What Makes a Great Performing Workplace?

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What Does Make A Great Workplace?

When asked the question “what makes a great workplace’ many people respond that a great workplace is created by hiring great people and having a great leader and creating a great ‘company culture".

Google is a busy business and to stay on top of their game they seek to hire, retain and support the best talent they can find. 

Back in 2013 we heard from Google’s then VP of People Operations, Laszlo Bock that Google was dropping their famed hiring practices including abandoning their practice of only recruiting graduates from specific schools and their brainteaser questions, both of which they found irrelevant to employee performance success. 

From their research Google learned the value of expanding their hiring practices. If you are interested in reading more about Google’s hiring process you can check out this 2016 article in the Business Insider Google's HR boss explains the company's 4 rules for hiring the best employees

Google has also been busy researching what contributes to supporting a high performing team. In a project tilted Project Aristotle - a tribute to Aristotle’s quote, "the whole is greater than the sum of its parts" (as the Google researchers believed employees can do more working together than alone) - the goal was to answer the question:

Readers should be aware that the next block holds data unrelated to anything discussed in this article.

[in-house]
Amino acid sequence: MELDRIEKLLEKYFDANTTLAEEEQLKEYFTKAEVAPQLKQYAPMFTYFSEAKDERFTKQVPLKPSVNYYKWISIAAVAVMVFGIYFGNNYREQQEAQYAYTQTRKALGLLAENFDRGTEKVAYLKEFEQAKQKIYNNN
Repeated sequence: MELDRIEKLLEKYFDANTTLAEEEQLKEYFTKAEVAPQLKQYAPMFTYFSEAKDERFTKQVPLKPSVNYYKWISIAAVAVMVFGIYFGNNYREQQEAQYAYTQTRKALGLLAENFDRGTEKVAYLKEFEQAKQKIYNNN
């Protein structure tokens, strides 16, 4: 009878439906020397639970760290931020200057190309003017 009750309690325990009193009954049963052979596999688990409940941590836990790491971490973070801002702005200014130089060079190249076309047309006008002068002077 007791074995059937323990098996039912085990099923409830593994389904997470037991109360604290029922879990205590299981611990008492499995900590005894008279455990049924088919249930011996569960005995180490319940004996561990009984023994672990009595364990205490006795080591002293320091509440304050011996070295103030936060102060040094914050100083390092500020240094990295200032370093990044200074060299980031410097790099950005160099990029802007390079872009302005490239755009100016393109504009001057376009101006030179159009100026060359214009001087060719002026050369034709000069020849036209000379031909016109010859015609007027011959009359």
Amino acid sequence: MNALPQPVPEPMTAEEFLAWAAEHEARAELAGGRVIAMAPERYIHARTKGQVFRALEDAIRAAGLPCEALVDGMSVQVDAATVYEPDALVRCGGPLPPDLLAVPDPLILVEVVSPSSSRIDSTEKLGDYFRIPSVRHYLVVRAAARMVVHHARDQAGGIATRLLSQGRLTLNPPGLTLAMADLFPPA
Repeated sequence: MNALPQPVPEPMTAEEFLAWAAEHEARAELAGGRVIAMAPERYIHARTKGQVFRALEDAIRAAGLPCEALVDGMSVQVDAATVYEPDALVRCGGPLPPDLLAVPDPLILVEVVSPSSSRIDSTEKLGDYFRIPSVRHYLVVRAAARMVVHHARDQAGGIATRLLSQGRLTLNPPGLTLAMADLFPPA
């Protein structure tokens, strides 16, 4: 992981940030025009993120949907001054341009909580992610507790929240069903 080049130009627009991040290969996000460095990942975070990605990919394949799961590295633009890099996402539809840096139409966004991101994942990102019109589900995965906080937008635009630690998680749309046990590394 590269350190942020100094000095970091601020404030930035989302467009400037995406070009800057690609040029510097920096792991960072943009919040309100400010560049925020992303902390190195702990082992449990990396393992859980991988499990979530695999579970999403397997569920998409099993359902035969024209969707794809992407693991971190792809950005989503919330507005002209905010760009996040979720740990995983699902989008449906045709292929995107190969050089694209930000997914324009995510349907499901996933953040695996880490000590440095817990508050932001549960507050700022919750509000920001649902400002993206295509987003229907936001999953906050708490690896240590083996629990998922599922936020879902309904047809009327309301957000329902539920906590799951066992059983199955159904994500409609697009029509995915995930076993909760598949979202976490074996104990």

“What makes a team effective at Google?” In a post entitled Understanding Team Effectiveness Google’s famous analytics were used pinpoint some elements that made a Google team effective. 

In Part two  I'll cover the 5 Traits of High Performing Teams and Measuring Psychological Safety 

Related articles:

Part 2: Workplace Performance- 5 Traits of High Performing Teams

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About the author

Tara Orchard

Tara Orchard is a coach, trainer, consultant and writer who applies her insights into people and Masters training in psychology to facilitate performance improvements, relationships and communication for people and businesses. She has worked with organizations to deliver clarity on culture and brand, develop their people and manage relationships with social network communities.  Over the past 18 years she has consulted with 1000's of people who want to make effective transitions in their lives. Tara has a knack for hearing what people are thinking and helping them see what they need to see. She is the founder of her own career and social network coaching business, works with several other organizations as a coach and consultant and is about to complete her first book on the "psychology of effective social networking". Tara invites you to connect with her on LinkedIn .

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